I am using the link that you provided after all, and drawing conclusions based on that. Earliar you stated that it was “difficult to measure.” Is it now impossible to measure?

    Anbar has a fairly small population right? The vast majority of the population lives elsewhere in otherwords. Therefore anecdotal observations of how business is doing there probably isn’t a good proxy for the rest of the nation.

  138. Also, it’s probably worth noting they are ahead of 16 other Arab countries in that index — including Kuwait, which isn’t normally regarded as oppressive.

  139. Freedom is having my taxes increase while Bush tells me they are falling.

  140. TallDave Kuwait is an absolute monarchy with a rubber-stamp parliament and penalties for commiting crimes such as public floggings.

    We don’t regard them as oppressive because we like trading with them.

  141. TallDave,

    Well, the quoted language is mentioning those who are going against the ceasefire; which presumably on its face means that they are opposed to Sadr’s command about the ceasefire. That of course gets into the murky details of exactly what is going on in the Sadr organization.

    As for the second, does “Special Groups” always refer to Sadrists, sometimes, half of the time or what?

  142. But I’ll remember that rating to the next Israel thread, don’t worry.

    Hey, I even hear the Palestinians have elections too!

    Freedom!

  143. I am using the link that you provided after all, and drawing conclusions based on that. Earliar you stated that it was “difficult to measure.” Is it now impossible to measure?

    Well, we can probably say with some certainty it is more than 10% and less than 50%. It’s difficult to measure, as the link says:

    “There is an inherent difficulty in measuring the Iraqi rate of unemployment over time. Considering the increase in entrepreneurial
    activity after the end of the war, we have for the purposes of this database assumed that there has been an improvement in unemployment levels, and hence weighted information supporting such a conclusion heavier than contradictory data reports. N/A= Not available”

    Anbar has a fairly small population right? The vast majority of the population lives elsewhere in otherwords.

    Anbar is sparsely populated but large. I want to say it’s 1-2 million people but don’t remember for sure. It probably had the highest unemployment of any area in 2004 – 2006.

    Baghdad is also much more peaceful and probably has considerably lower unemployment due to resumed commerce.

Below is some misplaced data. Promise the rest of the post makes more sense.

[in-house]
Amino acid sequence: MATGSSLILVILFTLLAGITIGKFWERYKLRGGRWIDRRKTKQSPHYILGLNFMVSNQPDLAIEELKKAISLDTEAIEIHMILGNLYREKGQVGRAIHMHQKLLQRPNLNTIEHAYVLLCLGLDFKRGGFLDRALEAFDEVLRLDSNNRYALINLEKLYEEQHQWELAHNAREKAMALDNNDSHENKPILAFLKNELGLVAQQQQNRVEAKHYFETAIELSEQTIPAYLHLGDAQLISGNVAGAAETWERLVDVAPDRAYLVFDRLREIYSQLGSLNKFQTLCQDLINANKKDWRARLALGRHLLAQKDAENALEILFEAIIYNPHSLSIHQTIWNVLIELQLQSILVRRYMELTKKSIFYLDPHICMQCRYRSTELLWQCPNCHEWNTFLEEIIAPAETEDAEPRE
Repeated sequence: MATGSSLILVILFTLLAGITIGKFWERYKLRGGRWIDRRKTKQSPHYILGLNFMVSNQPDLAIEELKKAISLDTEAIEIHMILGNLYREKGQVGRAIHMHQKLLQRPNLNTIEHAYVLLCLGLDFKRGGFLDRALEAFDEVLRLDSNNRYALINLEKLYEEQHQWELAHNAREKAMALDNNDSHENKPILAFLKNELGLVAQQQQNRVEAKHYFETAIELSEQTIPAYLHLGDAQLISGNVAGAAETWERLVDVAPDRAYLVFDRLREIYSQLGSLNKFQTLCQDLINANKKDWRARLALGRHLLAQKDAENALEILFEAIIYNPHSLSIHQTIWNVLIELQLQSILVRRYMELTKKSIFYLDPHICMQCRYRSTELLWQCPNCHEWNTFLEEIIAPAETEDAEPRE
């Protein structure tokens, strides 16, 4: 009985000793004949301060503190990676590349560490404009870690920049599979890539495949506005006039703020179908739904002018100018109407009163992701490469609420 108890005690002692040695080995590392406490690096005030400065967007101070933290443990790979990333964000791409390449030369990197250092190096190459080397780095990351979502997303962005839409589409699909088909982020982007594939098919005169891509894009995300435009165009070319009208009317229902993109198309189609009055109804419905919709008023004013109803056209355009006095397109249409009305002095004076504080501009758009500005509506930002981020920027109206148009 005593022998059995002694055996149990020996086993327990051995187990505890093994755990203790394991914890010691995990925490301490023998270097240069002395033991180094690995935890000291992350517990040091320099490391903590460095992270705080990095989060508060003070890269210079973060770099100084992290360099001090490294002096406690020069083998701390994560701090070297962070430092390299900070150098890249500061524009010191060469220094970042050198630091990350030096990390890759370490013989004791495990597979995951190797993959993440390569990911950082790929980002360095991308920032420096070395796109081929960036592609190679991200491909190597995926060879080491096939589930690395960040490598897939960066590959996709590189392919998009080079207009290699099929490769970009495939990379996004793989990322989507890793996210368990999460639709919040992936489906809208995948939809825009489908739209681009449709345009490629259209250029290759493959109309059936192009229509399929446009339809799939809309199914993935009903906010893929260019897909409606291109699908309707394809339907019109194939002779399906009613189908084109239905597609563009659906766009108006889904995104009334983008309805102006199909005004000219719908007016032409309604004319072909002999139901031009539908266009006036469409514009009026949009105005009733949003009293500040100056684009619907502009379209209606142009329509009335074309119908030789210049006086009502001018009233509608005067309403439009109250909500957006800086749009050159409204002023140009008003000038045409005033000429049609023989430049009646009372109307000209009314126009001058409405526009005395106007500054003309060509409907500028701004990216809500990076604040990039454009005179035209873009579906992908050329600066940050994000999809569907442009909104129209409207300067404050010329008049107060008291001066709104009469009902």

144. TallDave,

    Given the miserable shape of the current Iraqi economy 7% growth does not by itself portend an “economic miracle.”

    Freedom is Iraqis … forming hundreds of free newspapers, radio and TC stations…

    I’ve noted this before because it is important to realize that vast swaths of the reporters in Iraq have either been killed or have to had to flee into exile.

    …free to have political parties and talk about politics without the government having you maimed or killed for disrespecting their leaders.

    Have the government death squads stopped operating in Iraq yet?

  145. TallDave Kuwait is an absolute monarchy with a rubber-stamp parliament and penalties for commiting crimes such as public floggings.

    So for the area, you can see Iraq is fairly enlightened. A long way to go, but a great deal of progress from 2002.

    As for the second, does “Special Groups” always refer to Sadrists, sometimes, half of the time or what?

    The military seems to think the majority are Sadrists or Sadrist splinter groups.

  146. TallDave,

    Its a rather simple point; does the survey state between November of 2005 and today that the rate of unemployment has held steady somewhere between 25% and 40% or not?

  147. Given the miserable shape of the current Iraqi economy 7% growth does not by itself portend an “economic miracle.”

    I didn’t say it was. I just stated the facts as known.

    I’ve noted this before because it is important to realize that vast swaths of the reporters in Iraq have either been killed or have to had to flee into exile.